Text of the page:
Once upon a time, six eager scientists-in-training and two wonderful fairy-god mentors went where very few other scientists dared to go before… the Black Sage Bench Region of British Columbia. This mystical land was not far from their home but the young scientists had never heard of it before. The Black Sage Bench was home to magical berries (pinot noir grapes) that had the potential of making an extraordinary concoction. This very concoction, a biofuel, could provide lots of information for the chosen few who decided to work hard to obtain it. Many moons passed and many different techniques and protocols were used to finally determine that 14 different amazing little yeast creatures were the magic behind the biofuel concoction. The six scholars were so cheerful but unfortunately, they had no clue what type of yeast they were dealing with!! “Oh, don’t worry…” said the fairy-mentor, “I have a magical tool that can solve this very problem… it’s called a PCR machine!”
Two lucky scholars were chosen to do the PCR to determine which species they had discovered but being a scientist, one of the little students was not content with the explanation that a PCR machine was magic. Oh no, she had to figure out exactly what and how a PCR machine worked!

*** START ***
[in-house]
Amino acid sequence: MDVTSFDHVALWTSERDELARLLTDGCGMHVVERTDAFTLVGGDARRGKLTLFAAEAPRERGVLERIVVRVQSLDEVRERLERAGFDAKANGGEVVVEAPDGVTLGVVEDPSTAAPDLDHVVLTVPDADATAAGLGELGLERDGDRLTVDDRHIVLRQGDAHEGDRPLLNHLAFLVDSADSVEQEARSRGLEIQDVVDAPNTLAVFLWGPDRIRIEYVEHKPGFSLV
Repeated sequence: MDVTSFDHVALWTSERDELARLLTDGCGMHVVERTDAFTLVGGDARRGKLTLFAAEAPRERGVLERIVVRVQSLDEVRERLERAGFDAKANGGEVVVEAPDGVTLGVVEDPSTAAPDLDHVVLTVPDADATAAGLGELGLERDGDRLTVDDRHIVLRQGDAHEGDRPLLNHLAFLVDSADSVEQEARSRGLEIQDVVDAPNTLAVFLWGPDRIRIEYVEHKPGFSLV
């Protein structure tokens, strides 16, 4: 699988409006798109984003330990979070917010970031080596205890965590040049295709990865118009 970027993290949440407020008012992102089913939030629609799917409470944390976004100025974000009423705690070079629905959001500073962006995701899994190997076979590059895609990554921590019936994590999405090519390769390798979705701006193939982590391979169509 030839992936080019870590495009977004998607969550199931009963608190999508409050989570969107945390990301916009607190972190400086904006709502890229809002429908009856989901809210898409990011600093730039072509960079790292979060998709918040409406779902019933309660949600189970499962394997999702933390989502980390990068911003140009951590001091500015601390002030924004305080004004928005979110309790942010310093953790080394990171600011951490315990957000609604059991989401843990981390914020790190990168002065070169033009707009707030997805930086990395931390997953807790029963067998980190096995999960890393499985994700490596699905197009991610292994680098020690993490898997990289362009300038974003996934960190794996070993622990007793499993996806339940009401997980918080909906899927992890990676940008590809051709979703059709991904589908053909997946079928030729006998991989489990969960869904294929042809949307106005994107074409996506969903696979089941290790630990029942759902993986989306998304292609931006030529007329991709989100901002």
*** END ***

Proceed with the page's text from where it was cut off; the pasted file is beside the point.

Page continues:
So what is a PCR machine you ask? You may know the answer already but in case you don’t, this is the perfect spot for you. PCR is an acronym which stands for Polymerase Chain Reaction. Used in many different biological and chemical areas, it produces copies of DNA to generate thousands or even millions of copies of a particular segment. It has so many amazing uses like analyzing genes, phylogeny (studying evolutionary relationships between organisms) and detecting/diagnosing diseases. It is also used to determine genetic fingerprints which are crucial in forensic sciences and paternity testing. However, the little scientists will use it to determine which species of yeast they have obtained.
PCR is able to copy sections of DNA through a heating cycle. The temperature first rises to about 95oC which melts the DNA strand and splits its two sugar-phosphate backbones apart. The temperature then cools so that primers can bind to the 3’ end of each target sequence. With the assistance of free nucleotides and a DNA polymerase taq, the primers direct the synthesis of the strands. The taq polymerase continues so that at the end of the first cycle, there are two partially double stranded DNA molecules. In the second cycle, the temperature shoots back up to 95oC which melts and splits the strands once again. Like in the first cycle, taq, nucleotides and primers create partially double stranded copies of the DNA molecule: but this time the result is 4 molecules. In the third cycle, this process is once again repeated but the result is 8 molecules: 2 that are just the target sequence (that we were initially trying to copy) and 6 that are longer. The cycles continue to proceed just like this and the target molecules are produced exponentially. Before long, there are thousands of copies of the target sequence.